Between Helvellyn and Lower Man we saw a lone walker, the first person we had seen for almost three hours, and only just found the rising ground leading to the summit of Lower Man and the rest of the ridge. On Raise we met another couple of hikers and a couple of skiers as we continued north in deteriorating conditions. Deeper snow drifts and thicker clouds produced a complete whiteout on several occasions, most notably coming off Great Dodd just before dropping out of the clouds, briefly.

The Smithy (13 of 22)    Looking south west just below the cloud base on Great Dodd

Over Clough Head and down into Threlkeld where Rae welcomed us with hot drinks and real food some six hours after leaving Dunmail on a route we would have done in half that time in reasonable conditions. With considerably less of the day left than planned we settled for Skiddaw on its own. Round to Skiddaw House, up over Sale How and back into the clag where the temperature dropped substantially. The summit ridge, blasted by a strong, cold wind, was no place to dally and we began to wonder if we had overshot the summit so disorienting were the conditions. “Two more minutes then we’ll turn” we agreed and as the seconds ticked away, out of the swirling mist the Trig Point appeared.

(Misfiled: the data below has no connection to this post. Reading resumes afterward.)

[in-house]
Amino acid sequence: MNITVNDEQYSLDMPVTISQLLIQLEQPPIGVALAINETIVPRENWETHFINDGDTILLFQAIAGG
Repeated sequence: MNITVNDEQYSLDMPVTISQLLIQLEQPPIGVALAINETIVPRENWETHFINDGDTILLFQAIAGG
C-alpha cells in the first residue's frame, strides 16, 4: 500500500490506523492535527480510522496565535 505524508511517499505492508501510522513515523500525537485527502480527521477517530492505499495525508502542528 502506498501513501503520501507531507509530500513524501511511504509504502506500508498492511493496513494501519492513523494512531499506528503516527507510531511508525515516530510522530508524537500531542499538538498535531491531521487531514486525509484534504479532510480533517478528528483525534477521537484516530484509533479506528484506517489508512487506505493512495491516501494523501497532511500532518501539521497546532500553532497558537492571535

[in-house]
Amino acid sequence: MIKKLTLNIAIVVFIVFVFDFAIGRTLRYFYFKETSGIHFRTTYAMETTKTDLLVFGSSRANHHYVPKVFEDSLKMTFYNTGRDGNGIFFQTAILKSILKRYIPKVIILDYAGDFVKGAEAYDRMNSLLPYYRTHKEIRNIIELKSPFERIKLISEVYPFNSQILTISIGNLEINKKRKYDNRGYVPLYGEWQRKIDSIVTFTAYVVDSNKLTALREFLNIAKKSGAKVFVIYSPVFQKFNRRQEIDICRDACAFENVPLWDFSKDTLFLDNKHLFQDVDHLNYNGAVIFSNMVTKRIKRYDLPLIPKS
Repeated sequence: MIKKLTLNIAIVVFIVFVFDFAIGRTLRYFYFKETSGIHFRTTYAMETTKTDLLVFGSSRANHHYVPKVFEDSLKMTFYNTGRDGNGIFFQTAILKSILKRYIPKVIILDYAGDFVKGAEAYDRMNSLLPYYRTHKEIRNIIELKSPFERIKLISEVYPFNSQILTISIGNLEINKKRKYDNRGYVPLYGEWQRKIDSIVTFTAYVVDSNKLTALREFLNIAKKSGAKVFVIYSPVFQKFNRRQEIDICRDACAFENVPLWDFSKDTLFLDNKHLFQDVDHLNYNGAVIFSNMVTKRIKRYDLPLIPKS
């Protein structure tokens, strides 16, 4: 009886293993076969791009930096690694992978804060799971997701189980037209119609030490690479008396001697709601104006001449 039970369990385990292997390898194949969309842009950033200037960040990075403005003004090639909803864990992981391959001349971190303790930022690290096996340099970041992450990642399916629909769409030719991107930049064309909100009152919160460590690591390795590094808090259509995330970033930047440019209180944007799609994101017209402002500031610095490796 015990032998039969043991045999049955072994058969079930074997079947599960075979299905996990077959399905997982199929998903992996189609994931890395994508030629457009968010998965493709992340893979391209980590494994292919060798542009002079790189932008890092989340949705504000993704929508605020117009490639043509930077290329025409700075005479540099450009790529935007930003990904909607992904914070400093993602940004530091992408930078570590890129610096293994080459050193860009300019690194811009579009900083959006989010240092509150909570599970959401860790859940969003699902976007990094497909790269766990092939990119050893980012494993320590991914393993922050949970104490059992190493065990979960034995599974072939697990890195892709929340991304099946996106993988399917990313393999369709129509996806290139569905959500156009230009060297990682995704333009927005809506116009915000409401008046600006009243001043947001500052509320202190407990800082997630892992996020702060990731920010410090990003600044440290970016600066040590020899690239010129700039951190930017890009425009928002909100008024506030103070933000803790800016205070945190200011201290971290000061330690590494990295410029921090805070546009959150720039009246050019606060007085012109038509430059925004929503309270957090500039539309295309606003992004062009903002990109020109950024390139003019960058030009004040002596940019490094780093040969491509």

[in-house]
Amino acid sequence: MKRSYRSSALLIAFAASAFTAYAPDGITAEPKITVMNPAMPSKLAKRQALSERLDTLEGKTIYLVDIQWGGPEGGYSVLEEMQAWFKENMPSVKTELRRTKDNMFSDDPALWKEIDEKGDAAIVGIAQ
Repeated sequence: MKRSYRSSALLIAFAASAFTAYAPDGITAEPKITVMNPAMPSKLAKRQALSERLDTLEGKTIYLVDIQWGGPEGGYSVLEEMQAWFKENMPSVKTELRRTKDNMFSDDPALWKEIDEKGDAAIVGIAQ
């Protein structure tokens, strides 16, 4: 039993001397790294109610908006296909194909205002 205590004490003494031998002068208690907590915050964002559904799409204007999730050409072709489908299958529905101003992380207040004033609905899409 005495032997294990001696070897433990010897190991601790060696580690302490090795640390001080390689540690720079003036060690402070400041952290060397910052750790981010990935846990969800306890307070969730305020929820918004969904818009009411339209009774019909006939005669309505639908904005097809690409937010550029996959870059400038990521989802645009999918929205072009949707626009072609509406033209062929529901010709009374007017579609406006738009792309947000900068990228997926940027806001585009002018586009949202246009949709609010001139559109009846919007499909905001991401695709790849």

The Smithy (14 of 22) Skiddaw Pillar

The Smithy (15 of 22)

The Smithy (16 of 22)

It was cold on the summit ridge

Down off the ridge and below the cloud base we started to thaw out and enjoy the last of the day’s panoramas. Reaching Latrigg car park after almost nine hours running and walking and despite our earlier intentions to run down to The Smithy in Thirlemere we gladly called it a day and accepted a lift from Rae back to a warm fire and hot drinks to complete a wonderful winter day on the fells.

The Smithy (18 of 22) Towards the North Western Fell as the sun begins to set

The Smithy (17 of 22)Latrigg, Derwent Water and the high fells beyond